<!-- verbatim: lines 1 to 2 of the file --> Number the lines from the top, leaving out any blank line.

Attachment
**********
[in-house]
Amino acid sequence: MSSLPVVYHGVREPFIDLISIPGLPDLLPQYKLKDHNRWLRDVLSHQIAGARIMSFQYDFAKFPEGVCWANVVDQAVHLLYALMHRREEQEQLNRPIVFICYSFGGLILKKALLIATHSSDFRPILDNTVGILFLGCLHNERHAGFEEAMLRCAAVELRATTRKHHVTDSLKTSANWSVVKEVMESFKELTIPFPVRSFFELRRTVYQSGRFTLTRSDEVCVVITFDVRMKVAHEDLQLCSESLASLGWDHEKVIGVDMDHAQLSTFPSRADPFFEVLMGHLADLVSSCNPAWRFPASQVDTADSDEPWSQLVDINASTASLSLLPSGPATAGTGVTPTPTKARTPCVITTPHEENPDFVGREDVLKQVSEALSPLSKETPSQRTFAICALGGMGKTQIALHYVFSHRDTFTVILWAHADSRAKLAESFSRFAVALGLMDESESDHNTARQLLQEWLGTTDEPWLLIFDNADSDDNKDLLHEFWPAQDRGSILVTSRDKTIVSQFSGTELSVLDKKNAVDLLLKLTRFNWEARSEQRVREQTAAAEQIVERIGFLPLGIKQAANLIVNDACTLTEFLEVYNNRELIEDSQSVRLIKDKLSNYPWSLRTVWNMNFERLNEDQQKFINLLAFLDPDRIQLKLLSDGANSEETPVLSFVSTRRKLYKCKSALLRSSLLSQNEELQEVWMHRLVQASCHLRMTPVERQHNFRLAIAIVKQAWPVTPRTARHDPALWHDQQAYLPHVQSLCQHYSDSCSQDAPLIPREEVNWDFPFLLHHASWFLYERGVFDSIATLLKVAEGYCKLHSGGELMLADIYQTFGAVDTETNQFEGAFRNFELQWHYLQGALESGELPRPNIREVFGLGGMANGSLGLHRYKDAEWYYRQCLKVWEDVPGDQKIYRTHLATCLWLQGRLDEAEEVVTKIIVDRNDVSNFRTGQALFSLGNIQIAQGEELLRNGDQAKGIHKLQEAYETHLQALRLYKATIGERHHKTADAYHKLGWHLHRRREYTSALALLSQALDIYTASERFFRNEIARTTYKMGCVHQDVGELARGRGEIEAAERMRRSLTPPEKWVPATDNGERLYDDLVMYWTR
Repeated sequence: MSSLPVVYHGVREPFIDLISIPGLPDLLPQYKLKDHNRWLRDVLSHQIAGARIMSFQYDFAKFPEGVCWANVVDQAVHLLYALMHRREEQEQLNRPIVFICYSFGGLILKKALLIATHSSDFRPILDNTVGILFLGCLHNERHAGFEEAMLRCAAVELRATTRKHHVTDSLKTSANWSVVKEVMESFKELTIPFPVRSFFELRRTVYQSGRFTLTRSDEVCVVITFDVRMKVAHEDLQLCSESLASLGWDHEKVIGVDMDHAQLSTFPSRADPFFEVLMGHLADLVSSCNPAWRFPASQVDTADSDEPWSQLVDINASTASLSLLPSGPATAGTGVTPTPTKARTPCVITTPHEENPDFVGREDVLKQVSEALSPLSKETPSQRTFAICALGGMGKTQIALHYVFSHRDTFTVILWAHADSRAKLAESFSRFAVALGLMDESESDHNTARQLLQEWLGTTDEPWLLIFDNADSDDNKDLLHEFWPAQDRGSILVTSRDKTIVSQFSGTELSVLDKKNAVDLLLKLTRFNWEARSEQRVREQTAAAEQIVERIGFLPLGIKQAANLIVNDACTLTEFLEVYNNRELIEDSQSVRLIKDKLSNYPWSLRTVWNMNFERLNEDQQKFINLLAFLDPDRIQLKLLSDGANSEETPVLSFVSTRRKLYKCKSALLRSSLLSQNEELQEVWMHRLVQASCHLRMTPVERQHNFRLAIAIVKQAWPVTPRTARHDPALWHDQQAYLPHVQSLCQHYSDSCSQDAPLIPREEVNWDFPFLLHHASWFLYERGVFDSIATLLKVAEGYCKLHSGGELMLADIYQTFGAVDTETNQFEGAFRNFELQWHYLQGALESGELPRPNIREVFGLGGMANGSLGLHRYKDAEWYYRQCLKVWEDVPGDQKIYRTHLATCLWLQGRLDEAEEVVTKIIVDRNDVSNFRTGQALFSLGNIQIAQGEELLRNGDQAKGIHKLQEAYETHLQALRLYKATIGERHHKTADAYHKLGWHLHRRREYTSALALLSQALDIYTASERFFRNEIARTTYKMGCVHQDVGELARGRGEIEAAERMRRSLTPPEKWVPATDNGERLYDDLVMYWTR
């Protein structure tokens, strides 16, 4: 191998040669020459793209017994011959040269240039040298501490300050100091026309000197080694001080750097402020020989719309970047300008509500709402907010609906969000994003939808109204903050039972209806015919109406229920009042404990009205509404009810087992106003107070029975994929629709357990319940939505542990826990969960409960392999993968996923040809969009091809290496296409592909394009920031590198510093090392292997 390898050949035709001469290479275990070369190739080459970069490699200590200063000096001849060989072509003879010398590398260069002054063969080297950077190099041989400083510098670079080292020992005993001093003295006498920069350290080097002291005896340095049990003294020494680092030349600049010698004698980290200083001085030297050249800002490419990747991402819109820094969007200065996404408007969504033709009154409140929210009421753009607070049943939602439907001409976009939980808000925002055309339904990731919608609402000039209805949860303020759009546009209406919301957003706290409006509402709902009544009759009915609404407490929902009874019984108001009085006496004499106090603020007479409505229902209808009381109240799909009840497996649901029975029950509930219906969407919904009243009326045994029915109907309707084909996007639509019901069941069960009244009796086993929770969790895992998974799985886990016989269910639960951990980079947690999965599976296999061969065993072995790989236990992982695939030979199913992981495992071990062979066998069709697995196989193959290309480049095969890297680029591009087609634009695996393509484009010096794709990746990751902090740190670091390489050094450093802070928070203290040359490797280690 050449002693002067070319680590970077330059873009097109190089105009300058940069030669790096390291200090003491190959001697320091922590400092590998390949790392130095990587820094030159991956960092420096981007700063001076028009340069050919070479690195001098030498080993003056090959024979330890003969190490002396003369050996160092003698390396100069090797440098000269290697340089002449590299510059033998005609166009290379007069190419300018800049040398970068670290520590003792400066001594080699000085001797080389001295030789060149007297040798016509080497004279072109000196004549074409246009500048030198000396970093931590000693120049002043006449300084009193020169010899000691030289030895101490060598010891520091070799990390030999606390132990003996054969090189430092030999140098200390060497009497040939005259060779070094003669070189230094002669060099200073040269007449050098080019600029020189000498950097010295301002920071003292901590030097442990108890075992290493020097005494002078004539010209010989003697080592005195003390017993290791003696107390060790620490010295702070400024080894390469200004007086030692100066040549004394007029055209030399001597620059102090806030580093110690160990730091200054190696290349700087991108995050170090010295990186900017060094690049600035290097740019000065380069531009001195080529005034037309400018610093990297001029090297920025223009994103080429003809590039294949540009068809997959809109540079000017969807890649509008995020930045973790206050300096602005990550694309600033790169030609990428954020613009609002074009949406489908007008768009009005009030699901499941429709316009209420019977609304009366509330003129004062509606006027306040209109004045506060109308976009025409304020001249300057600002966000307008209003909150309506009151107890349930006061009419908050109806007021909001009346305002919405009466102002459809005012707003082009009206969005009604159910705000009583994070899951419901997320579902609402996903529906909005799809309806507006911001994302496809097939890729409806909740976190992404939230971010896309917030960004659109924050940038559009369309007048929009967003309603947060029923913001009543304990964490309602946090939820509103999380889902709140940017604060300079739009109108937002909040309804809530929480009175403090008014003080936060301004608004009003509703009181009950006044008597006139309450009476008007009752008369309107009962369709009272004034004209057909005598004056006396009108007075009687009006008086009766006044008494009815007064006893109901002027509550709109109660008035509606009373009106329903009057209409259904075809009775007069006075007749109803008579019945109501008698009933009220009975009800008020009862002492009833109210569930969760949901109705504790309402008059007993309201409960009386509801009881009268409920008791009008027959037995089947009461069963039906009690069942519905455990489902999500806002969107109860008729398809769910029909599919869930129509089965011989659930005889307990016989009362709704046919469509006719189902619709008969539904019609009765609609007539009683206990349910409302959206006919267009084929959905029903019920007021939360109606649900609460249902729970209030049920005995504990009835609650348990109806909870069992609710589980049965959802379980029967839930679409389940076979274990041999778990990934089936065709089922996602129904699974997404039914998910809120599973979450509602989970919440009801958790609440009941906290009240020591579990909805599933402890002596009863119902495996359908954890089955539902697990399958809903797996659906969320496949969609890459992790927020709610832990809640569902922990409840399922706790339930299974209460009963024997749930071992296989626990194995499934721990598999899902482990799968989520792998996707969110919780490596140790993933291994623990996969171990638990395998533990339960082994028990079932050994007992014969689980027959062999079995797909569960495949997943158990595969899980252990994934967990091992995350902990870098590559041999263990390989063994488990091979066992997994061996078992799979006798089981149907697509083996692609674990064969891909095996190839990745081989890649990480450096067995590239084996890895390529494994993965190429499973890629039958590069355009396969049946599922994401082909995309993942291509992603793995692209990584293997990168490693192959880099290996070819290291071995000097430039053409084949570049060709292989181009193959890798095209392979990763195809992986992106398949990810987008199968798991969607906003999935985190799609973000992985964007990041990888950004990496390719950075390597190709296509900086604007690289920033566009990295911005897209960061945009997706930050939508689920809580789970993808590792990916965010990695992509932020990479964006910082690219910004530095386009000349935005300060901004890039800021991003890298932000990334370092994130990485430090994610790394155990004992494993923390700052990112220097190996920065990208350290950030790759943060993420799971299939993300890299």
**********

[in-house]
Amino acid sequence: MSSLPVVYHGVREPFIDLISIPGLPDLLPQYKLKDHNRWLRDVLSHQIAGARIMSFQYDFAKFPEGVCWANVVDQAVHLLYALMHRREEQEQLNRPIVFICYSFGGLILKKALLIATHSSDFRPILDNTVGILFLGCLHNERHAGFEEAMLRCAAVELRATTRKHHVTDSLKTSANWSVVKEVMESFKELTIPFPVRSFFELRRTVYQSGRFTLTRSDEVCVVITFDVRMKVAHEDLQLCSESLASLGWDHEKVIGVDMDHAQLSTFPSRADPFFEVLMGHLADLVSSCNPAWRFPASQVDTADSDEPWSQLVDINASTASLSLLPSGPATAGTGVTPTPTKARTPCVITTPHEENPDFVGREDVLKQVSEALSPLSKETPSQRTFAICALGGMGKTQIALHYVFSHRDTFTVILWAHADSRAKLAESFSRFAVALGLMDESESDHNTARQLLQEWLGTTDEPWLLIFDNADSDDNKDLLHEFWPAQDRGSILVTSRDKTIVSQFSGTELSVLDKKNAVDLLLKLTRFNWEARSEQRVREQTAAAEQIVERIGFLPLGIKQAANLIVNDACTLTEFLEVYNNRELIEDSQSVRLIKDKLSNYPWSLRTVWNMNFERLNEDQQKFINLLAFLDPDRIQLKLLSDGANSEETPVLSFVSTRRKLYKCKSALLRSSLLSQNEELQEVWMHRLVQASCHLRMTPVERQHNFRLAIAIVKQAWPVTPRTARHDPALWHDQQAYLPHVQSLCQHYSDSCSQDAPLIPREEVNWDFPFLLHHASWFLYERGVFDSIATLLKVAEGYCKLHSGGELMLADIYQTFGAVDTETNQFEGAFRNFELQWHYLQGALESGELPRPNIREVFGLGGMANGSLGLHRYKDAEWYYRQCLKVWEDVPGDQKIYRTHLATCLWLQGRLDEAEEVVTKIIVDRNDVSNFRTGQALFSLGNIQIAQGEELLRNGDQAKGIHKLQEAYETHLQALRLYKATIGERHHKTADAYHKLGWHLHRRREYTSALALLSQALDIYTASERFFRNEIARTTYKMGCVHQDVGELARGRGEIEAAERMRRSLTPPEKWVPATDNGERLYDDLVMYWTR